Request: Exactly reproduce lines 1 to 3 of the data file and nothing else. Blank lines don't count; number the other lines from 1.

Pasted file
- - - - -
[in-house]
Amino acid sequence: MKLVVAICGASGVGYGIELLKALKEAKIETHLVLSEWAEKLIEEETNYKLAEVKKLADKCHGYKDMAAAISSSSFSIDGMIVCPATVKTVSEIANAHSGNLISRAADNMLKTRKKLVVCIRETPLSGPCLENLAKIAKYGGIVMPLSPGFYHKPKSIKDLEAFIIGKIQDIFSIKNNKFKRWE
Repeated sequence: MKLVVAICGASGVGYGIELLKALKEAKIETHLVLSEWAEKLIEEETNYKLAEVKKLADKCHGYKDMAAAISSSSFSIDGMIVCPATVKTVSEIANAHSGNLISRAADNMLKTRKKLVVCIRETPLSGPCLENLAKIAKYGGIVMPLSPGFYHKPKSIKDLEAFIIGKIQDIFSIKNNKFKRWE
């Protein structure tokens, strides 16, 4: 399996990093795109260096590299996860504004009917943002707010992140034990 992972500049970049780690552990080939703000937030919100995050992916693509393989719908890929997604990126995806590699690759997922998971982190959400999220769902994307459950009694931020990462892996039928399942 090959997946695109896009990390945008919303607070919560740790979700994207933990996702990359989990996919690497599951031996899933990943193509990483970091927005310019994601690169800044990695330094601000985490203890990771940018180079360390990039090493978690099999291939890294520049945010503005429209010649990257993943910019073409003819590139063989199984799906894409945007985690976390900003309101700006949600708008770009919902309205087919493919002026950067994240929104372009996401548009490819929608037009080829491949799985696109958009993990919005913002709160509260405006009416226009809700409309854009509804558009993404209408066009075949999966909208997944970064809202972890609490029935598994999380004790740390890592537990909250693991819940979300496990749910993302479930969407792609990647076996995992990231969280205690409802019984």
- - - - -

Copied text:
[in-house]
Amino acid sequence: MKLVVAICGASGVGYGIELLKALKEAKIETHLVLSEWAEKLIEEETNYKLAEVKKLADKCHGYKDMAAAISSSSFSIDGMIVCPATVKTVSEIANAHSGNLISRAADNMLKTRKKLVVCIRETPLSGPCLENLAKIAKYGGIVMPLSPGFYHKPKSIKDLEAFIIGKIQDIFSIKNNKFKRWE
Repeated sequence: MKLVVAICGASGVGYGIELLKALKEAKIETHLVLSEWAEKLIEEETNYKLAEVKKLADKCHGYKDMAAAISSSSFSIDGMIVCPATVKTVSEIANAHSGNLISRAADNMLKTRKKLVVCIRETPLSGPCLENLAKIAKYGGIVMPLSPGFYHKPKSIKDLEAFIIGKIQDIFSIKNNKFKRWE